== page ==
Predictions for 2010

The global economy is much more stable today than it was at this time last year, but that doesn’t make 2010 any easier to predict. In January 2009, the debate was all about numbers. Would China’s economy grow by 8 percent as the government was predicting, 7.2 percent as the World Bank concluded, or considerably lower as many economists feared? By how much would China’s exports decline? Would the Shanghai Index recover from its precipitous 66 percent decline in 2008? If so, by how much?

In 2010, numbers are not the issue. China’s economy will continue to grow by at least 8 percent, and perhaps more. After scoring an 80 percent increase in 2009, the Shanghai Index will benefit from a strong economy and continue to be a good place to put your money. In 2010, the questions are more qualitative, and so are my predictions.

Prediction #1: By the 2010 year-end, inflation will be the big economic story in China.

China’s fast growth in 2010, combined with continued growth in India and other developing markets and a bottoming of the economies in the developed countries of the world, will put pressure on prices of everything — especially energy, metals and food. In response to the global financial crisis, central bankers around the world, including those in China, flooded the markets with money. The vast amount of liquidity that is now sloshing around the global economy will result in global inflation tomorrow. With manufacturing still such a large part of its economy, China will feel the impact.

Prediction #2: China will continue to peg the yuan to the dollar at 6.8 to 1 USD until it is confident that downward pressures on the dollar have eased.

In managing its currency, China has to balance two issues. First, it must consider the impact of its currency policy on trade. Second, it must consider its impact on the $2 trillion or more of foreign currency reserves, much of it dollar-denominated, that it currently holds.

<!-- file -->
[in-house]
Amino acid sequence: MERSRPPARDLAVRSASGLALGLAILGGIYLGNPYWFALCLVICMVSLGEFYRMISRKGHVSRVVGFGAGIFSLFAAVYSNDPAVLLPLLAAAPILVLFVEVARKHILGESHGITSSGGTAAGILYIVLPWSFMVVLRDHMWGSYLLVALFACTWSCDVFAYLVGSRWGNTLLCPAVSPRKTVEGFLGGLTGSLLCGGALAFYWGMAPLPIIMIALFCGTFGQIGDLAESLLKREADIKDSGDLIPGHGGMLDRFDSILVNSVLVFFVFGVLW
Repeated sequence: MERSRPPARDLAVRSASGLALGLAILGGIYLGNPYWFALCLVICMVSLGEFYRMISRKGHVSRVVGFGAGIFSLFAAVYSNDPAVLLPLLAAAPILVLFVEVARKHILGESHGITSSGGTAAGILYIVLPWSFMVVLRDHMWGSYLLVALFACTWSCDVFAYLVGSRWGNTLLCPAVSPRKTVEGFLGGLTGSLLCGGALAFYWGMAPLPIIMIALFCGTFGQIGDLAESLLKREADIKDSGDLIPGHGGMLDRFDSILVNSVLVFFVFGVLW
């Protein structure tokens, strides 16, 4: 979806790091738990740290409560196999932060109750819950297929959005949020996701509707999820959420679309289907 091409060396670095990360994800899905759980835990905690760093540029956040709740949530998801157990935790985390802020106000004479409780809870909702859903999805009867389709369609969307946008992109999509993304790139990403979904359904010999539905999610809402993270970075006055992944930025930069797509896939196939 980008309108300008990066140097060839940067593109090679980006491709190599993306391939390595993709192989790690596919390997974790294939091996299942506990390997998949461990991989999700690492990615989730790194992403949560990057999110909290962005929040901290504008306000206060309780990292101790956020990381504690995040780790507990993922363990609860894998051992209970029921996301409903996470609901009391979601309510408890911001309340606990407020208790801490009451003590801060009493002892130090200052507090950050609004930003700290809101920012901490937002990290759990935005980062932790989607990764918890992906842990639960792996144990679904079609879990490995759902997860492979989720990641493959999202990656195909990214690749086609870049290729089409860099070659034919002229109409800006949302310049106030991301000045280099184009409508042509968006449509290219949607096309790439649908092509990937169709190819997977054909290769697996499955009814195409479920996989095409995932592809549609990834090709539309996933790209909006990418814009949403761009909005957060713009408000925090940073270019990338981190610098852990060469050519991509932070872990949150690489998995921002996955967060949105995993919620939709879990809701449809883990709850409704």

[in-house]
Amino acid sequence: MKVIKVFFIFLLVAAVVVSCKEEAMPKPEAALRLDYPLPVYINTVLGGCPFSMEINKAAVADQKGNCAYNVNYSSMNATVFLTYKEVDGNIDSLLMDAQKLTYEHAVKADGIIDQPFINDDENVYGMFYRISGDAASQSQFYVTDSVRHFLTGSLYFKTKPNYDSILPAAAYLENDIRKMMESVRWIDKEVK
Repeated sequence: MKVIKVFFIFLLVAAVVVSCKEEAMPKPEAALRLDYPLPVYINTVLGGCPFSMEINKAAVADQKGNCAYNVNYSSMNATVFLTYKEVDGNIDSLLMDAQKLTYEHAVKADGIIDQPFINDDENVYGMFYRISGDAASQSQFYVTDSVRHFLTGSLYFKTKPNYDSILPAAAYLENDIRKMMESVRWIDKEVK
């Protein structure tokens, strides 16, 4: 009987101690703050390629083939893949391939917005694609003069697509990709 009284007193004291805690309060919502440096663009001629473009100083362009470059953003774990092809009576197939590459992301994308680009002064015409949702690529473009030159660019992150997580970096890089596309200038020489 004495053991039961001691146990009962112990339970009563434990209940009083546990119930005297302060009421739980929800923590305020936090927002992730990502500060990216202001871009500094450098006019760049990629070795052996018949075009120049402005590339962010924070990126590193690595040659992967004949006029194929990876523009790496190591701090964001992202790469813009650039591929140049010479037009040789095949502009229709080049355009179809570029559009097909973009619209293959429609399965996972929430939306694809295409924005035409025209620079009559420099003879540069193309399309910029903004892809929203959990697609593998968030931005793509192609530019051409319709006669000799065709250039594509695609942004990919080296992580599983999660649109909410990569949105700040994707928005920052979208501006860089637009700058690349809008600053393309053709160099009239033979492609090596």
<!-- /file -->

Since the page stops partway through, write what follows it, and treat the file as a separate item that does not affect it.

In this context, China is constantly monitoring the value of the dollar against other major currencies such as the Euro. In July, 2005, the Euro was approaching parity with the U.S. dollar as one dollar could purchase 0.85 Euro. China took this opportunity to counter political pressure from the United States to broaden its peg to include other currencies by doing just that. Also in July, 2005, China announced that it would peg the yuan against a basket of currencies, including the dollar, and would allow its currency to trade within a range.

Over the following three years, the value of the yuan against the dollar increased by approximately 20 percent as the exchange rate strengthened from 8.3 to 1 USD in July 2005 to 6.8 to 1 USD by July 2008. As a result, the value of the dollar-denominated assets held by China declined by 20 percent. For every $1 trillion of dollar assets it owned, China lost $200 billion. During the same period, the Euro strengthened by approximately 33 percent against the dollar. By July, 2008, one dollar only purchased 0.65 Euro.

With the dollar at a low point, China re-pegged the yuan to the dollar at the then exchange rate of 6.8 yuan to 1 USD in July, 2008. This caused the yuan to strengthen against other currencies like the Euro — at least for a while. In the wake of the financial crisis, the dollar, and therefore the yuan, strengthened against the Euro as investors around the world flocked to the greenback. By early 2009, the dollar had appreciated by 20 percent. At its high point, one dollar could purchase 0.80 Euro.

With the United States facing $1 trillion budget deficits “for as far as the eye can see,” the U.S. Fed printing money and U.S. debt at an all-time high, however, the dollar has been in free fall ever since. From its high against the Euro in March, the dollar declined by over 15 percent during the year. Today, one dollar can only purchase 0.70 Euro, as any American traveler to Europe can attest. If China’s currency had been heavily weighted to the Euro during this period, the country’s dollar-denominated assets would have declined by a further $150 billion for every $1 trillion of assets held. As a result, the yuan and the dollar are now linked together in a deathly spiral against the Euro and other major currencies of the world.

In this context, expect China to continue to peg its currency to the U.S. dollar until it is convinced that the U.S. government is committed to a strong dollar policy.

Prediction #3: Geely will acquire Volvo from Ford, and this acquisition will be a turning point for acquisitions of industrial companies by Chinese enterprises.